The Metro is a great way to get around Paris, but is buying a Navigo pass worth your time? We investigate. Photo: Bryan Pirolli
Everyone wants to feel like a local in Paris, and taking the Metro is one of the best ways to achieve such status. But is it worth taking the plunge and subscribing to a transit pass, called the Navigo? Let’s break it down.
The Navigo pass is a card that allows you to enter the Metro or bus system by simply tapping your card at the turnstile or on board. No paper tickets. No multiple visits to the machine. Once your card is charged for the week or month, you can take the Metro, bus or tram as many times as you’d like within a certain area.
Depending on your plan, the Navigo will cover only a certain number of the five zones in the greater Paris region. Most visitors will only visit within zones 1-2, but you can buy for zones 1-5 if needed. Separate “supplement” tickets can be bought to get to the outer zones for those isolated trips to Versailles or the airport.
It’s a convenience for those commuting to and from work every day, but the Navigo isn’t always going to be a budget traveler’s best friend.
If you’re only in Paris for a few days, I don’t think that you should even consider it. A monthly or weekly pass isn’t worth it, and you can rely simply on the “carnets,” or packs of 10 tickets purchased at a reduced rate of €14.90. So you get 10 rides split between however many people you’d like.
Besides, walking is the best way to explore the city.
Related: 10 tips for riding the Metro like a local
If you’re here for at least a week, you may want to consider a weekly pass. The passes start on Monday and are valid through Sunday, so if you arrive on Friday, you’ll still have to buy regular tickets (or carnets) and wait until Monday to start the weekly pass. If this seems frustrating and complicated, don’t even bother with it.
The pass costs €22.80, plus €5 for the actual card that needs to be purchased from a ticket window. So the total is €27.80. But there is one more thing you need: a photo of yourself. You used to have to get the photo taken at a station, but now you can do it yourself. Your photo could be any size, and it does not have to be glossy or photo paper. There are instant photo booths in major stations if you need to take one there.
To insert your photo, peel the adhesive cover on the Navigo card and stick on the photo. Then you slide it into a plastic cover that comes with your pass. You can do this later, at your hotel or whenever you have a free moment. This is convenient because someone else (like a friend living in Paris) could buy the pass for you ahead of time, so you’ll be ready to go from the moment you arrive.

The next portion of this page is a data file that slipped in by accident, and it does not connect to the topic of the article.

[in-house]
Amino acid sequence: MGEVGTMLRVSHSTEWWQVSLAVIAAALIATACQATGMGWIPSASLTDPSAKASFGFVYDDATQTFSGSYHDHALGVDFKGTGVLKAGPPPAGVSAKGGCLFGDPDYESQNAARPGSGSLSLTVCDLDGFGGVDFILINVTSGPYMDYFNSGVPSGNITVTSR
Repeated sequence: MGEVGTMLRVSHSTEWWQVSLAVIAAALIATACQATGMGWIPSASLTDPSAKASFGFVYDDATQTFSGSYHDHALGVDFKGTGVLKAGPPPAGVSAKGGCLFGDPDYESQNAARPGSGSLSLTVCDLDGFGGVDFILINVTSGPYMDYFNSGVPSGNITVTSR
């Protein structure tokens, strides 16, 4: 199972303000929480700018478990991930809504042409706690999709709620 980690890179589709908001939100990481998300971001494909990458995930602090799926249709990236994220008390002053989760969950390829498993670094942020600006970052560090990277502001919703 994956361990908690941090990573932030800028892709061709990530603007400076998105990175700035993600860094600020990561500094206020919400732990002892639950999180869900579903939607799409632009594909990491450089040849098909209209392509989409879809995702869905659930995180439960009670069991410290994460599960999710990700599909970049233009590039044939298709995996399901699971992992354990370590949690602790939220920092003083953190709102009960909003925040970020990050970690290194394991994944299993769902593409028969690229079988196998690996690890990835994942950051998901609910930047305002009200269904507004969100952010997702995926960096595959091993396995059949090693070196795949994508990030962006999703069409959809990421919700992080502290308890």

But for just €29.80, you could have 20 tickets or two carnets, that will probably be more than sufficient for your trip. If you think you’ll take more than 20 rides in a week, then consider the weekly Navigo.
Or maybe consider re-organizing your trip, because that is a lot of time in the Metro.
Related: 50 ways to save time and money in Paris
Really Long Visits
If you’re staying for more than three weeks, you may want to opt for the monthly Navigo at €75.20 for all zones, which includes all 20 districts of Paris. Like the weekly pass, you’ll need to purchase the card and get a photo for it.
These passes start at the beginning of the month and have an advantage that the weekly passes do not. On weekends (midnight on Friday to midnight on Sunday) and holidays, the passes allow you to travel to any zone. So if you are planning weekend trips to Versailles, Disneyland, the airport, or anywhere else that is outside of central Paris, you could end up benefiting from a monthly pass.
And chances are if you are here for a few weeks, you’ll have walked enough that the comfort and ease of the Metro will come in handy more than just once a day.
Plan it out. If you’re staying out in zone 4 for some reason during a prolonged three-week stay, you might want to consider the monthly or weekly pass to save money.
But if you’re staying central for a few days, forget the Navigo pass. It would be a shame to waste hard-earned money on a Navigo that you end up not using at all.
What do you think?
Do you agree with our assessment of the Navigo pass? Have you purchased one when visiting Paris? Tell us about your experience in the comments section below.